Coroner: Slaying victim asphyxiated

A coroner said Thursday that asphyxia — lack of oxygen often caused by suffocation — killed a Kansas University librarian whose husband is charged with murdering her.

Coroner Erik Mitchell’s comments broke a monthlong silence about the cause of death for 46-year-old Mary E. Miller, found dead July 28 inside her family’s home at 2105 Carolina St.

Mitchell said it did not appear that poison, drugs or alcohol played a role in the death.

“There’s no toxicology, at this time, of consequence,” he said.

But the coroner declined to discuss the autopsy further because of the first-degree murder charge against Miller’s husband, 45-year-old carpenter and former Christian-school trustee Martin K. Miller.

Mitchell’s comments came the same day his private office in Topeka finished a written autopsy report about the death and sent a copy to Douglas County Dist. Atty. Christine Kenney’s office. Mitchell refused to release a copy to the Journal-World, saying he wanted to wait until law enforcement officials received their copies.

The morning of the death, Martin Miller told police he awoke to find his wife not breathing in another room. Police initially said it appeared she died of natural causes.

Two days later, they said a coroner had ruled it a homicide and announced they’d arrested Martin Miller — a devout Christian, owner of The Carpenter’s Shop and son of two well-known 1960s and 1970s Lawrence activists.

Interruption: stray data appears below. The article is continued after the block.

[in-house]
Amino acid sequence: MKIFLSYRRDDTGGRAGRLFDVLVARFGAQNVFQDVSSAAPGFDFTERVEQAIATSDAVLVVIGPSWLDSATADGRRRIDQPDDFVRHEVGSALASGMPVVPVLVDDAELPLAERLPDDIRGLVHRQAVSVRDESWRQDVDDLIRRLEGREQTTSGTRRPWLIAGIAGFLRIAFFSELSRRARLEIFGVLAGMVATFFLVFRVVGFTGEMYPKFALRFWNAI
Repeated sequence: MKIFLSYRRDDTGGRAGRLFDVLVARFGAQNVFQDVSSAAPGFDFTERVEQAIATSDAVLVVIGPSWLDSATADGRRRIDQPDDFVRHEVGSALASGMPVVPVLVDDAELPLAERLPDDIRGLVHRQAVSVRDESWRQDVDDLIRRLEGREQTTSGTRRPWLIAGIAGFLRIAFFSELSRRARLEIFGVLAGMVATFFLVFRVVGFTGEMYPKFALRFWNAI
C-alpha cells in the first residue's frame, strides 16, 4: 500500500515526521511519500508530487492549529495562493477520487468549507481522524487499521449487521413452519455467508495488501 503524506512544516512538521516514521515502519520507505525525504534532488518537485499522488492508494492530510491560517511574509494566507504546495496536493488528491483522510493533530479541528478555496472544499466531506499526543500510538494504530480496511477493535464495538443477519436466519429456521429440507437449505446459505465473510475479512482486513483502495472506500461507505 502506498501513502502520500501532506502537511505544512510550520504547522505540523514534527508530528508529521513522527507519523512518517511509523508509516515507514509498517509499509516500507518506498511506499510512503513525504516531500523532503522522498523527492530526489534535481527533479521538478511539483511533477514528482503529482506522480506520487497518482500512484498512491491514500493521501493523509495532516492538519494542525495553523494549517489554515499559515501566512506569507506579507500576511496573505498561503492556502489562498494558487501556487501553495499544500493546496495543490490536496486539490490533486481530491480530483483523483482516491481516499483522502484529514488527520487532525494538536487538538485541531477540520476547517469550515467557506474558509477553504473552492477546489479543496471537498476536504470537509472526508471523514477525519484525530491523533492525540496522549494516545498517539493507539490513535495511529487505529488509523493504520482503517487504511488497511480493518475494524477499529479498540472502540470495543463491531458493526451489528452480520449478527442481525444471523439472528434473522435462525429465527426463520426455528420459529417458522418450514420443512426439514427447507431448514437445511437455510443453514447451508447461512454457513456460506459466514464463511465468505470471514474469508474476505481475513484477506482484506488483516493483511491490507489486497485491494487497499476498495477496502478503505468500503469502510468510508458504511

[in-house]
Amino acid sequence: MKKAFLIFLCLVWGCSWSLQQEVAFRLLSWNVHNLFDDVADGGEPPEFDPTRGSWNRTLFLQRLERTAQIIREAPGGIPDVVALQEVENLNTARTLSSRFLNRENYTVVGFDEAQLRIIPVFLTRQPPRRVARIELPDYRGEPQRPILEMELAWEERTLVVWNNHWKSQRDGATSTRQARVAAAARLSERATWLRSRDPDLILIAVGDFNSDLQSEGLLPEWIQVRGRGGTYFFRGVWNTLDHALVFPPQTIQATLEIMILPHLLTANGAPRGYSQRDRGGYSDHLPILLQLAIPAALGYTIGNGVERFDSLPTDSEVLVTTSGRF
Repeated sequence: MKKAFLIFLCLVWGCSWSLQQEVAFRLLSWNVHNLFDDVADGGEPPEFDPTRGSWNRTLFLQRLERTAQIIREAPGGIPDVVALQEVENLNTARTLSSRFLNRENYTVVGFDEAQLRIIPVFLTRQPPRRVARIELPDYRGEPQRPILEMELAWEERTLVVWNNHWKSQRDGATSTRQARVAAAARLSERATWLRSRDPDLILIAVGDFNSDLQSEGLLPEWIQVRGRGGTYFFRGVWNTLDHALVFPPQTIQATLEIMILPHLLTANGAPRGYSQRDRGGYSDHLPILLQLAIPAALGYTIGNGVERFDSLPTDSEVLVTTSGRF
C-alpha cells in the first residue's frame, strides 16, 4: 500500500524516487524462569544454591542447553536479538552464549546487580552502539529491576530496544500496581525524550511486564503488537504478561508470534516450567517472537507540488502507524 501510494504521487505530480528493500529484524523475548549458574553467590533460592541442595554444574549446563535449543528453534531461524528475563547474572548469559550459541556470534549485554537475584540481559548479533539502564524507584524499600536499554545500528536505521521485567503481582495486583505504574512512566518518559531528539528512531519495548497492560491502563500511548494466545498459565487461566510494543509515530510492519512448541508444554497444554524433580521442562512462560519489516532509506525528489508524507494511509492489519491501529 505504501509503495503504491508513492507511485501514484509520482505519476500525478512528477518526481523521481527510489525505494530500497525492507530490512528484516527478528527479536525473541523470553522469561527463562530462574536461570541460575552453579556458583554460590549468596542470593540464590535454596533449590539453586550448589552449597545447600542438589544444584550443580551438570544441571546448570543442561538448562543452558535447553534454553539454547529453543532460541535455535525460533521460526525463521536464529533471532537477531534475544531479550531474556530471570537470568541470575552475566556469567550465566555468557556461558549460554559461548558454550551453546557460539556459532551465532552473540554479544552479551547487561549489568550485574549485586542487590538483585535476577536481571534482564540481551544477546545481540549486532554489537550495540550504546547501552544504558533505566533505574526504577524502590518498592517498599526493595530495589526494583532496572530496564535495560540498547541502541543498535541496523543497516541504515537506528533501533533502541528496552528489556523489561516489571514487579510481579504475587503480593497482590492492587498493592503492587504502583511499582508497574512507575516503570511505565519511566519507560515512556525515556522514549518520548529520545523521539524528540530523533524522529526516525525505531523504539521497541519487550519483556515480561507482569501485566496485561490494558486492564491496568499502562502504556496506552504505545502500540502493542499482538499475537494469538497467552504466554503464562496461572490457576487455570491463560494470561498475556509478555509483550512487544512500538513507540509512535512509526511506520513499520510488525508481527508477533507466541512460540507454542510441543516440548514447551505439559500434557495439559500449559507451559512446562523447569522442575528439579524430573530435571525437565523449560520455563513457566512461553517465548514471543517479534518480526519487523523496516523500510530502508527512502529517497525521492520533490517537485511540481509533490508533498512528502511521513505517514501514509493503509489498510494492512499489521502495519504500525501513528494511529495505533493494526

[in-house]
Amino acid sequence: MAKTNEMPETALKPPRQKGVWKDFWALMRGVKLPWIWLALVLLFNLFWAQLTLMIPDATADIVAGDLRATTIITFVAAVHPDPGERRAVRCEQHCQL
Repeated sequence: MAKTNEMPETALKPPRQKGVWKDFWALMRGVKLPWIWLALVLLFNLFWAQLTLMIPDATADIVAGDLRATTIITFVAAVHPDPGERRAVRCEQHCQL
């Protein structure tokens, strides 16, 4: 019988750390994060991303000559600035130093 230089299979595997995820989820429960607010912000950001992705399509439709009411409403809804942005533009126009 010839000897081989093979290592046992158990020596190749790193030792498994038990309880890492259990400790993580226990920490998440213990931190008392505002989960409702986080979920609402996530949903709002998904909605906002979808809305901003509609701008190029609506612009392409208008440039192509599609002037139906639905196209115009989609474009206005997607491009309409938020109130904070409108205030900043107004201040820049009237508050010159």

Miller is free on $150,000 cash bond, which his attorney said had been posted by his parents. But Thursday, Martin Miller told a judge he didn’t have enough money to hire his own attorney.

In a brief hearing in Douglas County District Court, Miller’s attorney, Michael Riling, told a judge Miller had not been able to come up with enough money to retain him to handle the rest of the case.

Judge Paula Martin reviewed a statement describing Miller’s finances and asked Miller how much money he earned. He told her it ranged from $2,000 to $4,000 per month. Martin then found Miller was eligible for appointed counsel and appointed Mark Manna, a salaried attorney with the state’s Death Penalty Defense Team in Topeka, to handle the case.

Even though Miller’s is not a death-penalty case, Douglas County increasingly has relied on members of the death-penalty team to defend high-level felony cases.